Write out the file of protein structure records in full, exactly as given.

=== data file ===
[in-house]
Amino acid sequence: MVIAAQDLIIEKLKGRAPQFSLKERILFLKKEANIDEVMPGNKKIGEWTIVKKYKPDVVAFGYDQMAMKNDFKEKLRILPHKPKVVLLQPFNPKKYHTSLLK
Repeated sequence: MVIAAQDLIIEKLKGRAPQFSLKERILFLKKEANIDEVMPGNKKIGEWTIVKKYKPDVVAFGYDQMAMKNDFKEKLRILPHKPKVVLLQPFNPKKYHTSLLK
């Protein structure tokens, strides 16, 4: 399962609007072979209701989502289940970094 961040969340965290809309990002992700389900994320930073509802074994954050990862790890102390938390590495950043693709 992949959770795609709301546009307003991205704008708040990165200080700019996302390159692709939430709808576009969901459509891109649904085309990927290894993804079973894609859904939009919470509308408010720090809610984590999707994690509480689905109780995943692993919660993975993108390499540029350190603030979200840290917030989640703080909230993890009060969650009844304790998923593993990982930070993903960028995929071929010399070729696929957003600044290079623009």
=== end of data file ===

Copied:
[in-house]
Amino acid sequence: MVIAAQDLIIEKLKGRAPQFSLKERILFLKKEANIDEVMPGNKKIGEWTIVKKYKPDVVAFGYDQMAMKNDFKEKLRILPHKPKVVLLQPFNPKKYHTSLLK
Repeated sequence: MVIAAQDLIIEKLKGRAPQFSLKERILFLKKEANIDEVMPGNKKIGEWTIVKKYKPDVVAFGYDQMAMKNDFKEKLRILPHKPKVVLLQPFNPKKYHTSLLK
């Protein structure tokens, strides 16, 4: 399962609007072979209701989502289940970094 961040969340965290809309990002992700389900994320930073509802074994954050990862790890102390938390590495950043693709 992949959770795609709301546009307003991205704008708040990165200080700019996302390159692709939430709808576009969901459509891109649904085309990927290894993804079973894609859904939009919470509308408010720090809610984590999707994690509480689905109780995943692993919660993975993108390499540029350190603030979200840290917030989640703080909230993890009060969650009844304790998923593993990982930070993903960028995929071929010399070729696929957003600044290079623009």